Effect of cisapride on excessive regurgitation in infants

Clin Ther. 1989 Sep-Oct;11(5):669-77.


The relevance of the upper gastrointestinal motility-stimulating effects of cisapride for the treatment of excessive regurgitation and vomiting in infants was studied in 137 patients aged less than 1 year. They were treated with placebo or with cisapride, 0.1 to 0.2 mg/kg three times daily, for up to four weeks. In a dose-dependent fashion, cisapride significantly reduced the frequency and severity of regurgitation: after four weeks of treatment at 0.15 to 0.2 mg/kg, only about 20% of infants still had moderate or severe regurgitation, compared with about two thirds of those treated with placebo. Although only a few patients were followed up, the duration of treatment (four weeks) appeared to be long enough to minimize relapse. Side effects were limited to phenomena indicative of stimulated bowel motility.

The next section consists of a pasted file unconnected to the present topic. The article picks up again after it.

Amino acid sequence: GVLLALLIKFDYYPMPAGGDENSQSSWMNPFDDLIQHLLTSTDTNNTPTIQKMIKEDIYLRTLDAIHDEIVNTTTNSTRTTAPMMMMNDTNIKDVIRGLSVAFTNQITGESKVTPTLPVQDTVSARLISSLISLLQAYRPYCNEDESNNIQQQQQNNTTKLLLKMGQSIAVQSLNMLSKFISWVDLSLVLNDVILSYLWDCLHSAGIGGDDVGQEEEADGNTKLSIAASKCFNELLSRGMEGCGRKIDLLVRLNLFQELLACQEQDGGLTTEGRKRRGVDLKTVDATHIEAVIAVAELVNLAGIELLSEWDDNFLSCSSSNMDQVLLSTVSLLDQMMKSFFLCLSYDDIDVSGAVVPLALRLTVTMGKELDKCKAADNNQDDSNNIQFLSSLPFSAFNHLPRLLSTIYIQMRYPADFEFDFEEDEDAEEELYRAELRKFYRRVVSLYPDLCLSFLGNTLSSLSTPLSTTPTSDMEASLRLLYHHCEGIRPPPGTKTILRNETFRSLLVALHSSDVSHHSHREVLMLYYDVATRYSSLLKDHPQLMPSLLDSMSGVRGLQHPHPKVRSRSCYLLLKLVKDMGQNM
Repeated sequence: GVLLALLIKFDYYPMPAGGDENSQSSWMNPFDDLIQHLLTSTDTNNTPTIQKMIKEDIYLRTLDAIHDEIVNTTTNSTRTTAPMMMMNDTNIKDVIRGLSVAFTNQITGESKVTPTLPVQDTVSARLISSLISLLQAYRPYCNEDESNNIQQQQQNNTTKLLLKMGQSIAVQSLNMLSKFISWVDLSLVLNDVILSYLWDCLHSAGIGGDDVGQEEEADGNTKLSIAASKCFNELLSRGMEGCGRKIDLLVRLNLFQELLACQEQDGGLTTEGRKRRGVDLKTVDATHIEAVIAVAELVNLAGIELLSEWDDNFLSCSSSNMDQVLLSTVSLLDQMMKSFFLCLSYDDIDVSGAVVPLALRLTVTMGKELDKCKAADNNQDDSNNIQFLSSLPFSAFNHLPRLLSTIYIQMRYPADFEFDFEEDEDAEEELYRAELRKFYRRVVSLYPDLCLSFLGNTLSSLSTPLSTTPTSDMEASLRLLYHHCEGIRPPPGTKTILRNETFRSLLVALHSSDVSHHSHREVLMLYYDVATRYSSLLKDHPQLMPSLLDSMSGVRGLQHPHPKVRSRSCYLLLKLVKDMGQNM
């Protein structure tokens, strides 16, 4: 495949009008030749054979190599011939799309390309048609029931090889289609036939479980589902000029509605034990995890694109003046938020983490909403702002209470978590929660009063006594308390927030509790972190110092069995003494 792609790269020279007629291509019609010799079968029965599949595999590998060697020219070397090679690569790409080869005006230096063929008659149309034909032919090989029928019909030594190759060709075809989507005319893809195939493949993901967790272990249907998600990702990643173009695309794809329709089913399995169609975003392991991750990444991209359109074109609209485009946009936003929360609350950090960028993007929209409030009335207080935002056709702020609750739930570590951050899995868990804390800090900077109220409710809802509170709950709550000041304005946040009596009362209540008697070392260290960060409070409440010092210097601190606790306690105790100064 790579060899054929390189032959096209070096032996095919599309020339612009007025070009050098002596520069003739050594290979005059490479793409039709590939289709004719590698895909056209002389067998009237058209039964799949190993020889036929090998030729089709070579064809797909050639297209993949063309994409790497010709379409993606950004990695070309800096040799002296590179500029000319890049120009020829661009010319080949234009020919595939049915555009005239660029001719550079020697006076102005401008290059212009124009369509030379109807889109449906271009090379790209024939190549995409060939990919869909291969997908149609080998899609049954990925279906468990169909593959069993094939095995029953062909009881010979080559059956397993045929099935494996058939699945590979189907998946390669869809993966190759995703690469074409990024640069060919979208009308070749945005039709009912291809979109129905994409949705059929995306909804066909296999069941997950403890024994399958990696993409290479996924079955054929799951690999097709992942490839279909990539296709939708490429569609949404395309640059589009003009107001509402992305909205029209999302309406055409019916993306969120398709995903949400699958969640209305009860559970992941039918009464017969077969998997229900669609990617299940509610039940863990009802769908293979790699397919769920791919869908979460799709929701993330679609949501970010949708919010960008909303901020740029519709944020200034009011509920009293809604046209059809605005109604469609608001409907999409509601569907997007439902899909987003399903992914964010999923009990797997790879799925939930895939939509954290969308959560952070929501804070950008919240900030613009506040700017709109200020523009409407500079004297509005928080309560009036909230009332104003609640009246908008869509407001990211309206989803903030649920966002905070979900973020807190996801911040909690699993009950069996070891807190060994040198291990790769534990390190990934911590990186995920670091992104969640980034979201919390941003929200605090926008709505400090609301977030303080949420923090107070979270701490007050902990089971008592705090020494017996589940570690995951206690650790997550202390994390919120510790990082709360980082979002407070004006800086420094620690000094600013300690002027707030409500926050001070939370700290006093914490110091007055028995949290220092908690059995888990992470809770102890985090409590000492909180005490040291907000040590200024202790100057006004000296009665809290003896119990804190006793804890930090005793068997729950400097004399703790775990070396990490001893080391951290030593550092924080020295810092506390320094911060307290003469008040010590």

Publication types

  • Clinical Trial
  • Controlled Clinical Trial

MeSH terms

  • Cisapride
  • Dose-Response Relationship, Drug
  • Female
  • Gastroesophageal Reflux / drug therapy*
  • Humans
  • Infant
  • Infant, Newborn
  • Male
  • Piperidines / administration & dosage
  • Piperidines / adverse effects
  • Piperidines / therapeutic use*
  • Serotonin Antagonists / administration & dosage
  • Serotonin Antagonists / adverse effects
  • Serotonin Antagonists / therapeutic use*


  • Piperidines
  • Serotonin Antagonists
  • Cisapride